The bus terminal, where my new doctor's office is.
I asked an English-speaking co-teacher to take me to the big new hospital by my house to have this taken care of. I assumed it would require surgery, having had a similar problem on the left side 15 or so years ago. But my co-teacher insisted on taking me to see his doctor, who, it turns out, practices in a dimly lit office above the bus station down the street from our school. Privacy is a concept not familiar to Koreans and so all during my consultation other patients traipsed in and out of the examination room, which was more of a wide hallway than anything else. I put my feet up on a table, the doctor said I didn't need surgery, his nurse swabbed it with iodine and wrapped it in gauze and they sent me on my way.

A few days later it started to bleed. After taking a look at my toe, which I was asked to display in the teacher's office, everyone agreed that I should get that nastiness taken care of. My co-teacher asked if I wanted to go back to his doctor and, assuming I now needed surgery and remembering the office and the Grand Central Station approach to privacy, I said I wanted to go to the big new hospital. "But my doctor has a lot of experience," my co-teacher insisted. "Hospital doctors are young." No, no, I thought. I don't want some horse doctor yanking on my toenail in barn-like darkness. Big new hospitals are better.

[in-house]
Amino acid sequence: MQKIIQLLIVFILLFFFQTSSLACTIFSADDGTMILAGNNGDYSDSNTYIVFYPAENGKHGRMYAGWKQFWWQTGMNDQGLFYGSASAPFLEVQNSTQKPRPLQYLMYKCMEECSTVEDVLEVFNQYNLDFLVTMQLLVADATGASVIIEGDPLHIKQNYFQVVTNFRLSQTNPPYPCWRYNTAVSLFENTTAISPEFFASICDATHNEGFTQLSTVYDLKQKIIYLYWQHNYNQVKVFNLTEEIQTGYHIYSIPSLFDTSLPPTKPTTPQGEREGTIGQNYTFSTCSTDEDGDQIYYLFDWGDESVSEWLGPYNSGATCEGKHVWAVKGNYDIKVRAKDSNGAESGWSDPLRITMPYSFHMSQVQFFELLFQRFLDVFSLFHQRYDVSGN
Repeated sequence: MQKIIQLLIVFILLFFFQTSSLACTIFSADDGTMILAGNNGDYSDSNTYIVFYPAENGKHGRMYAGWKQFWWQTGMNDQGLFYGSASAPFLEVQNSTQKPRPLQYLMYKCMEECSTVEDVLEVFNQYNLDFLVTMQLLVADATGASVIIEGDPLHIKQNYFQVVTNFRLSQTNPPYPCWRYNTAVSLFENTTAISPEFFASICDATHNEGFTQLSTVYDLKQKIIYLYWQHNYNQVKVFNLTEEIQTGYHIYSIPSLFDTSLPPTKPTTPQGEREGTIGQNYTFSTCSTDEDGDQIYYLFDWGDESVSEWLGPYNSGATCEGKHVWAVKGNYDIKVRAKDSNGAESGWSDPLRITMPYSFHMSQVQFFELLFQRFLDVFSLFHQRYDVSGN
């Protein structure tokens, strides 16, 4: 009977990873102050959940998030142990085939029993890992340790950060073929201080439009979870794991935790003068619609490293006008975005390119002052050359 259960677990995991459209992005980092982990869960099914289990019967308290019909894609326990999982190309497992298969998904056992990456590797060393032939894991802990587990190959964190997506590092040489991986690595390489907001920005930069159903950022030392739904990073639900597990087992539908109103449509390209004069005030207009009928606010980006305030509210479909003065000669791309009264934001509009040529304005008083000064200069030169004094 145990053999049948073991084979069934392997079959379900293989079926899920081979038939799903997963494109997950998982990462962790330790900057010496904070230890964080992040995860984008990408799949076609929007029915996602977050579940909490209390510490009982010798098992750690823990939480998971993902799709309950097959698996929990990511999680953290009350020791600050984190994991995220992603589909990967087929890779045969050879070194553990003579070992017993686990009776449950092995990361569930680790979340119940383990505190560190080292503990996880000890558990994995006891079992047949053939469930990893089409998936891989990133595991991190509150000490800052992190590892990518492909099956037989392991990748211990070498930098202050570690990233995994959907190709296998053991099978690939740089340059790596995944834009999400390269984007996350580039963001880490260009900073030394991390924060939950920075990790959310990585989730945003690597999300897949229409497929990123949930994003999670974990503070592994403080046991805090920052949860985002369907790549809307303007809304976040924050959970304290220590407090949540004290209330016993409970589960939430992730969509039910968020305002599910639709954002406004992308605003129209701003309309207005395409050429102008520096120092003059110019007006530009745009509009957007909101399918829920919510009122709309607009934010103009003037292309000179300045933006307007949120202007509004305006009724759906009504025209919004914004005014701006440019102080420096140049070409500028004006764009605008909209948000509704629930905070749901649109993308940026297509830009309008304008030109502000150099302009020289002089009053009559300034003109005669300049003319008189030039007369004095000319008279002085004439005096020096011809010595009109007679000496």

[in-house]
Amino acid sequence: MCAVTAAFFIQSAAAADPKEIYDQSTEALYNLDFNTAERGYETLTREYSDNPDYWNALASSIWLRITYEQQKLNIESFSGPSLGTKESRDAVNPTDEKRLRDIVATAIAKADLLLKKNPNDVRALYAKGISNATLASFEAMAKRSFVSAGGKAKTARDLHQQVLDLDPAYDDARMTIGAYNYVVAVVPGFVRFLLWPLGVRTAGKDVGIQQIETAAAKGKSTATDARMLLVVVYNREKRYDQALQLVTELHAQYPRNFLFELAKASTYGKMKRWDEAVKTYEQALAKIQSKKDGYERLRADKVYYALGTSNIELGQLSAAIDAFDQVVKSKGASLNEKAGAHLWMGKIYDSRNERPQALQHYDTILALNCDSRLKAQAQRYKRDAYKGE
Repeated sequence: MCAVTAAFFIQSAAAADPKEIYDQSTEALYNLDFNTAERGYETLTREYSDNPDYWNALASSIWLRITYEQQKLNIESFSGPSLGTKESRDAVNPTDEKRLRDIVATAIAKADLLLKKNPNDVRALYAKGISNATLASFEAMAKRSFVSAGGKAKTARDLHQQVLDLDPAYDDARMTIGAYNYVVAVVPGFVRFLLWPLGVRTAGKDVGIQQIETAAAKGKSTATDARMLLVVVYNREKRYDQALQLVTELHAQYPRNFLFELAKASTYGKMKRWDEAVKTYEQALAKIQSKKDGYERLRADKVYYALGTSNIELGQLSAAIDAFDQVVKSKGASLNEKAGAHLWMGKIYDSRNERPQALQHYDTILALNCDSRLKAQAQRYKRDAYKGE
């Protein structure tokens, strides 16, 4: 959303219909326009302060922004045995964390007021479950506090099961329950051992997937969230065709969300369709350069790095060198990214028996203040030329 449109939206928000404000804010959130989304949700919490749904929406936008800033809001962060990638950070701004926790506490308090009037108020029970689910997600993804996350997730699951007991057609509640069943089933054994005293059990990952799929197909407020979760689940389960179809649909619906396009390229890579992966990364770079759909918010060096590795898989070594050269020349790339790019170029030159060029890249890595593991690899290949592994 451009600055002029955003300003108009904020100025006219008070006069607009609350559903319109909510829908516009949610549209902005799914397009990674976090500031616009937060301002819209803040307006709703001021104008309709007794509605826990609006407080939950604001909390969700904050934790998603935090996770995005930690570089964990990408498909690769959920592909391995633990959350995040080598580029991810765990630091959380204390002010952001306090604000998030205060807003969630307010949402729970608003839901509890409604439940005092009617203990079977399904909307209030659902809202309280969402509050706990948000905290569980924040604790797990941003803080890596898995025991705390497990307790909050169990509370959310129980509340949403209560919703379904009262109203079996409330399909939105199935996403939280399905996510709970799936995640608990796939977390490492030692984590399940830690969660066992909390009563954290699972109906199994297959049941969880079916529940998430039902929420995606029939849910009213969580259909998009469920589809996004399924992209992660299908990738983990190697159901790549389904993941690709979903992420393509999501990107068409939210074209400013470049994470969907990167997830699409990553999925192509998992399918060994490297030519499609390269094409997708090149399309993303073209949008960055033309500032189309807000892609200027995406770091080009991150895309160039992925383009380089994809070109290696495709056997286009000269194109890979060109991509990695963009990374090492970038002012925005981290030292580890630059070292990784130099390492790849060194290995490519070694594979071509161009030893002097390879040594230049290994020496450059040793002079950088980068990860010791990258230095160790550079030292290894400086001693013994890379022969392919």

At the big new hospital, under bright lights and in complete privacy, a young doctor looked at my foot, thought for a few moments and then asked me if I wanted surgery. "Why are you asking me?" I sputtered out. "You're the doctor." He then had a long conversation with my co-teacher in Korean, which could be summed up as, "Let's wait and see." I did not feel comforted in the least bit, and my co-teacher doubted this youngster's skills as an MD, so back we went to the country doctor. There, in the half-light of his hallway examination room, the country doctor explained to me that prevention was the best medicine, and that even if I had surgery the problem could recur again in as little as a month. His English was pretty good but I wanted to make sure I absolutely understood what he was saying so I asked him the same questions repeatedly in different ways, and he patiently answered them all. "The bleeding is a sign that the toenail is healing," he explained. That's all I needed to hear. My fears were allayed.

When I got back to school, my toe once again swabbed in iodine and wrapped in gauze, I relayed to my co-teacher what the doctor had said. "You were right," I told him. "That doctor is great. He really made me feel at ease." And as my co-teacher headed off to his next class, I added, "From now on, he's my doctor too."